Applied theoretical research, financial mathematics

IIa. Methods of quantum measurements and pricing on financial markets

For a long time physicists tried to numerically simulate the behavior of nonlinear stochastic Schrödinger equation, used in describing the processes of measurement of the state of quantum system. In 2002 analytical solution of this tasks was received. It turned out, that mathematical methods of non-linear filtration, used for receiving this solution, can be widely used in other fields of knowledge for describing of the observed phenomenon (unlike prediction or smoothing, which are traditional ways of usingthe theory of filtration). For example, they can be used for describing human behaviour: people behave in accordance with their "optimal estimation" or "optimal assumption" about the future - actually, everything we do is defined by our estimation about the future, conscious or unconscious.

In application to finance, this research field led to emerging of so called information-based asset pricing theory on the stock market. In the framework of this theory mathematical methods of filtration may be used for different observed phenomena, e.g. for describing the behaviour of traders on financial markets.

The traditional framework for asset pricing and risk management relies on the approach whereby the price process (which itself is an emergent concept resulting from the flow of information) is modelled exogenously, and market information is supposed to be generated by the random movement of prices. In the approach, introduced by Brody et al., however, this point of view is turned around: market information flow is modelled from the outset, from which price processes are derived. A number of areas have been investigated in this framework, however, there remain numerous important and open issues. In the laboratory we aim to develop a modelling framework within the information-based approach for:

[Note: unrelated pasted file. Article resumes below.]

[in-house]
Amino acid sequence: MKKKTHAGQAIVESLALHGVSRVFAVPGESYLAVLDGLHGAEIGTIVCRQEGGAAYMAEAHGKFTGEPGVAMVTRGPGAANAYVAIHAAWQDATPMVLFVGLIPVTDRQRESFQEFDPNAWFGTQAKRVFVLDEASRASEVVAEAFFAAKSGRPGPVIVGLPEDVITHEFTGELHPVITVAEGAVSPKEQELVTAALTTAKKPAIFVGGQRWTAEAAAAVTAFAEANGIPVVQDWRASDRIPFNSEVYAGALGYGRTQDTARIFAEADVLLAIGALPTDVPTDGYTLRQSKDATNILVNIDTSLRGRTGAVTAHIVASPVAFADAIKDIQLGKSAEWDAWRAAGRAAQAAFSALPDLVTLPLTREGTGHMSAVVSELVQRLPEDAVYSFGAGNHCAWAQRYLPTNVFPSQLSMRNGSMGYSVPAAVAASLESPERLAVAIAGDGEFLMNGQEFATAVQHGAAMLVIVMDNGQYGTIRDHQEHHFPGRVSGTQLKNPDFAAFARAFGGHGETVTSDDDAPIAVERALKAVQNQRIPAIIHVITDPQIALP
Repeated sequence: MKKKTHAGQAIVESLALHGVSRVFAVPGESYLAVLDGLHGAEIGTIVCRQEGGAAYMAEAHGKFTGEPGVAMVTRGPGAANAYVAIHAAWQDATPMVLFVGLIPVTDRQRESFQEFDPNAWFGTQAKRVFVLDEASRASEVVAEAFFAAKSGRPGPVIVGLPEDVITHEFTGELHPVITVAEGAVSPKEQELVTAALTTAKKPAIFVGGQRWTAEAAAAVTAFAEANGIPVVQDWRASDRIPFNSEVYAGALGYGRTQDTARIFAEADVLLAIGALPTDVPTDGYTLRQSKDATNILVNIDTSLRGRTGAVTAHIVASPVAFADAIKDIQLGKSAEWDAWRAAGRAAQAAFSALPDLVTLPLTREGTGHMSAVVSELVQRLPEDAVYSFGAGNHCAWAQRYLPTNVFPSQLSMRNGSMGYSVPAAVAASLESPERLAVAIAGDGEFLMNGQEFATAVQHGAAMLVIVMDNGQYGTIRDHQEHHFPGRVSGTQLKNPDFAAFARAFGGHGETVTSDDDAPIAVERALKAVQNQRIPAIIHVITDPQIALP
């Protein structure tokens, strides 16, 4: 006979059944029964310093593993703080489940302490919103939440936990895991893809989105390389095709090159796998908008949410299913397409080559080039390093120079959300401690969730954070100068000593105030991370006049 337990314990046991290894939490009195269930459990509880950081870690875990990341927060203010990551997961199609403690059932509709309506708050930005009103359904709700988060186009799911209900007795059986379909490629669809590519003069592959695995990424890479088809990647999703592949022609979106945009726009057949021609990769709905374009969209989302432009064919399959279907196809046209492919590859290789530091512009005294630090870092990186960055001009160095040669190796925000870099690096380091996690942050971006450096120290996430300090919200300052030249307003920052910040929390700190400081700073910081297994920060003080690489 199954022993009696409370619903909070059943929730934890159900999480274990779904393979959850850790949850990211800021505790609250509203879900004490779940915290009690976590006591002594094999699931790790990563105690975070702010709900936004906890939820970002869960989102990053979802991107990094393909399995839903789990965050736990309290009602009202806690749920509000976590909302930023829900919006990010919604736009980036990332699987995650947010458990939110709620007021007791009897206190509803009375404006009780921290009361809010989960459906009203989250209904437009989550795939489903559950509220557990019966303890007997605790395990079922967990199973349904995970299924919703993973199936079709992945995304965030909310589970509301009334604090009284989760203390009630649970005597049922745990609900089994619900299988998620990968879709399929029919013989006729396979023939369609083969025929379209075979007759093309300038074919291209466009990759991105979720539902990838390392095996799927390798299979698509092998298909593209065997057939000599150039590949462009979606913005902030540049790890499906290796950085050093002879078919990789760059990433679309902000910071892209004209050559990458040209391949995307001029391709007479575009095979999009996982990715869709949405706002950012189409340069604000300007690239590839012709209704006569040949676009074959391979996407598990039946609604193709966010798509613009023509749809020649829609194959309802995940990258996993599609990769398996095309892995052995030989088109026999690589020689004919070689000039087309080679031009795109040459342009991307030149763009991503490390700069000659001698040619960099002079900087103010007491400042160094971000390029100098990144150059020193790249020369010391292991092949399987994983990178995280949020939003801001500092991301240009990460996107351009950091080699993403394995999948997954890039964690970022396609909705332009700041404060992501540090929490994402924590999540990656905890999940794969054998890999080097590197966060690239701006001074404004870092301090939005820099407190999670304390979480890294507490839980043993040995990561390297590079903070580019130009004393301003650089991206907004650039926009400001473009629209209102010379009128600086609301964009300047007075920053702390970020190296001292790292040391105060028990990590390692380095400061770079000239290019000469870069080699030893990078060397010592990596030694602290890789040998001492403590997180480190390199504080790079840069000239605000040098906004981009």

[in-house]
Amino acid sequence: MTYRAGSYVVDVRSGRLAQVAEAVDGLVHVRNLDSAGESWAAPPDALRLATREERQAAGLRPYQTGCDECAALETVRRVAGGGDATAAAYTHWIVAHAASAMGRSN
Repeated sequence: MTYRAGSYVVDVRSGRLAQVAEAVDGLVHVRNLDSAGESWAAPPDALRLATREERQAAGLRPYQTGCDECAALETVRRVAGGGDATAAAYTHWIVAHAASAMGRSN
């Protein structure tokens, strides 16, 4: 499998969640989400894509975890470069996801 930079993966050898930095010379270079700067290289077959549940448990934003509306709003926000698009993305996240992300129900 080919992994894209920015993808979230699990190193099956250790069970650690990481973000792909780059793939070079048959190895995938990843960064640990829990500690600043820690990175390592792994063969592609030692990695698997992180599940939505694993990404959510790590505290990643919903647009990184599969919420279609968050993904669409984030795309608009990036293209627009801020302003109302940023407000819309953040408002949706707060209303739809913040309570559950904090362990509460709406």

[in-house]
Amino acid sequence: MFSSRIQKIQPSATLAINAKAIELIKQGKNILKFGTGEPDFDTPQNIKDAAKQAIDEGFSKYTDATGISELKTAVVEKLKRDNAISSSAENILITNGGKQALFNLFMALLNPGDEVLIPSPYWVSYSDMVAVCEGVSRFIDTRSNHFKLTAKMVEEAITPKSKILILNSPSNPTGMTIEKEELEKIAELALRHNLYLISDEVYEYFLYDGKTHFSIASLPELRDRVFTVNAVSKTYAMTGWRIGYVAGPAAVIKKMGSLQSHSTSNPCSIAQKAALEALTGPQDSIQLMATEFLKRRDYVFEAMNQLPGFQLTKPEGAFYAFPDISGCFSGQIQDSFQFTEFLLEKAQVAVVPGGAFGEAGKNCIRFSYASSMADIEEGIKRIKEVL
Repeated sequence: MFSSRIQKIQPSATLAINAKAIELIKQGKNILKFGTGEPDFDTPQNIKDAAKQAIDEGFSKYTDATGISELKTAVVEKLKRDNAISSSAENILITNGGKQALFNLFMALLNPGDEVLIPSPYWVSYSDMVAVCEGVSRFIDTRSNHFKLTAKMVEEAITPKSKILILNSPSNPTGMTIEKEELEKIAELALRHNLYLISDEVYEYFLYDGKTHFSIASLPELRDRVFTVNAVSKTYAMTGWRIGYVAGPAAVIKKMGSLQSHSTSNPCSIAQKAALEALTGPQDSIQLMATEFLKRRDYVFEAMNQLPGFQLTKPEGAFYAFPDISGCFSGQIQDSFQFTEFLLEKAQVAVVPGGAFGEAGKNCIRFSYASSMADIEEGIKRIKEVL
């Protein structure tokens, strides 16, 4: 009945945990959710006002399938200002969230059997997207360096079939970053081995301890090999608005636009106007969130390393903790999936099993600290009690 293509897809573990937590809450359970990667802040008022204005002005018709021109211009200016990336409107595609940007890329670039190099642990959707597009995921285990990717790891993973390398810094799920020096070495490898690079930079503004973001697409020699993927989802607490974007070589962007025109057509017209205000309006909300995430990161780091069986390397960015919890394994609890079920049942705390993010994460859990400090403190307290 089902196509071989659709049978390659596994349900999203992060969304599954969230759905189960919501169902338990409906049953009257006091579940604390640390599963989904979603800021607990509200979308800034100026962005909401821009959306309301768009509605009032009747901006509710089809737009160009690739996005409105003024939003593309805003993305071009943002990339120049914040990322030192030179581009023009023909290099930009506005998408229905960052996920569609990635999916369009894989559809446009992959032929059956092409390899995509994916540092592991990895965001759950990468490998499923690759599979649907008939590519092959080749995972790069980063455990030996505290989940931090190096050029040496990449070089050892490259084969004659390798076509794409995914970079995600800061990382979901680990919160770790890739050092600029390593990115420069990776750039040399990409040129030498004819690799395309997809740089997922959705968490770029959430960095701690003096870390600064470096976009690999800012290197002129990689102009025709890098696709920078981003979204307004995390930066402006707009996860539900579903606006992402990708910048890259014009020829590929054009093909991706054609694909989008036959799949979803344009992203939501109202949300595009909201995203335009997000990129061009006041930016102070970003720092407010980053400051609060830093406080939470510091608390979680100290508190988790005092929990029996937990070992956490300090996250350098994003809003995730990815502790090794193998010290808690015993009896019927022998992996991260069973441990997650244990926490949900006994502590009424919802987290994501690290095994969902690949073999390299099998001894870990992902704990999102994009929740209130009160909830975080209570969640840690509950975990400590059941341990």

1) the energy market (where traditional approach seems limited in explaining sharp peaks seen, for example, in the electricity markets);

2) the real-estate market (for which relatively little work has been done from the viewpoint of modern financial mathematics);

3) insurance / reinsurance markets (build on the earlier work in and extended into other Lévy processes depending on the type of insurance contract);

4) credit risk modelling, where are various issues that arose more recently in relation to credit valuation adjustments.

IIb. Social discounting and sustainable society

The well-known theorem of Dybvig, Ingersoll and Ross shows that the long zero-coupon rate can never fall. This result, which—although undoubtedly correct—has been regarded by many as counterintuitive and even pathological, stems from the implicit assumption that the long-term discount function has an exponential tail. It has recently been shown, however, that if the long "simple" interest rate (or Libor rate) is finite, then this rate (unlike the zero-coupon rate) acts viably as a state variable, the value of which can fluctuate randomly in line with other economic indicators.
The conditions necessary for the existence of such "hyperbolic" long rates turn out to be those of so-called social discounting, which allow for long-term cash flows to be treated as broadly  "just as important" as those of the short or medium term.